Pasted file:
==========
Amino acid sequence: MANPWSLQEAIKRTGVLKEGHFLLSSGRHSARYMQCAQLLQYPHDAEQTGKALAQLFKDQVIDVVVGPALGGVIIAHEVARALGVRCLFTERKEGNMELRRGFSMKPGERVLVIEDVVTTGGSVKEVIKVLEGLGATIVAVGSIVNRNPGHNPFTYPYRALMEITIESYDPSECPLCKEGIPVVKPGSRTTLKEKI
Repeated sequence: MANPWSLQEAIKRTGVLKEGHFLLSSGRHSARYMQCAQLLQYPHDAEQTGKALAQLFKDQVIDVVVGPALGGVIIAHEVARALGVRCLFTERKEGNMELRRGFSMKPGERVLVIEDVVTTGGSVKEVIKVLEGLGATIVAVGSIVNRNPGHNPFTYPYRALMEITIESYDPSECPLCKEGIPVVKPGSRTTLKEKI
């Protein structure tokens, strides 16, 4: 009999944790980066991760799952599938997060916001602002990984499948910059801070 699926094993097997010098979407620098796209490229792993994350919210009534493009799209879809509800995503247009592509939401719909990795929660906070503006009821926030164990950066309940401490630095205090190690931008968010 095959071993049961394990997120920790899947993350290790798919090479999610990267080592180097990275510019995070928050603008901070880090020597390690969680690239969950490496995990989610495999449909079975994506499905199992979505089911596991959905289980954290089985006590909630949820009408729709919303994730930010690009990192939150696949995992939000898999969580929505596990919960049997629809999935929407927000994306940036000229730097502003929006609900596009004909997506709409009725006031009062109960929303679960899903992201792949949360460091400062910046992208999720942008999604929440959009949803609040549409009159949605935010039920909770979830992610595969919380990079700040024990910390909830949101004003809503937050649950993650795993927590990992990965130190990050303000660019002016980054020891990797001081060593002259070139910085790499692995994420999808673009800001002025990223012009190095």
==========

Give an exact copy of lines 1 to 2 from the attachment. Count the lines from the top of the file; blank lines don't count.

Amino acid sequence: MANPWSLQEAIKRTGVLKEGHFLLSSGRHSARYMQCAQLLQYPHDAEQTGKALAQLFKDQVIDVVVGPALGGVIIAHEVARALGVRCLFTERKEGNMELRRGFSMKPGERVLVIEDVVTTGGSVKEVIKVLEGLGATIVAVGSIVNRNPGHNPFTYPYRALMEITIESYDPSECPLCKEGIPVVKPGSRTTLKEKI
Repeated sequence: MANPWSLQEAIKRTGVLKEGHFLLSSGRHSARYMQCAQLLQYPHDAEQTGKALAQLFKDQVIDVVVGPALGGVIIAHEVARALGVRCLFTERKEGNMELRRGFSMKPGERVLVIEDVVTTGGSVKEVIKVLEGLGATIVAVGSIVNRNPGHNPFTYPYRALMEITIESYDPSECPLCKEGIPVVKPGSRTTLKEKI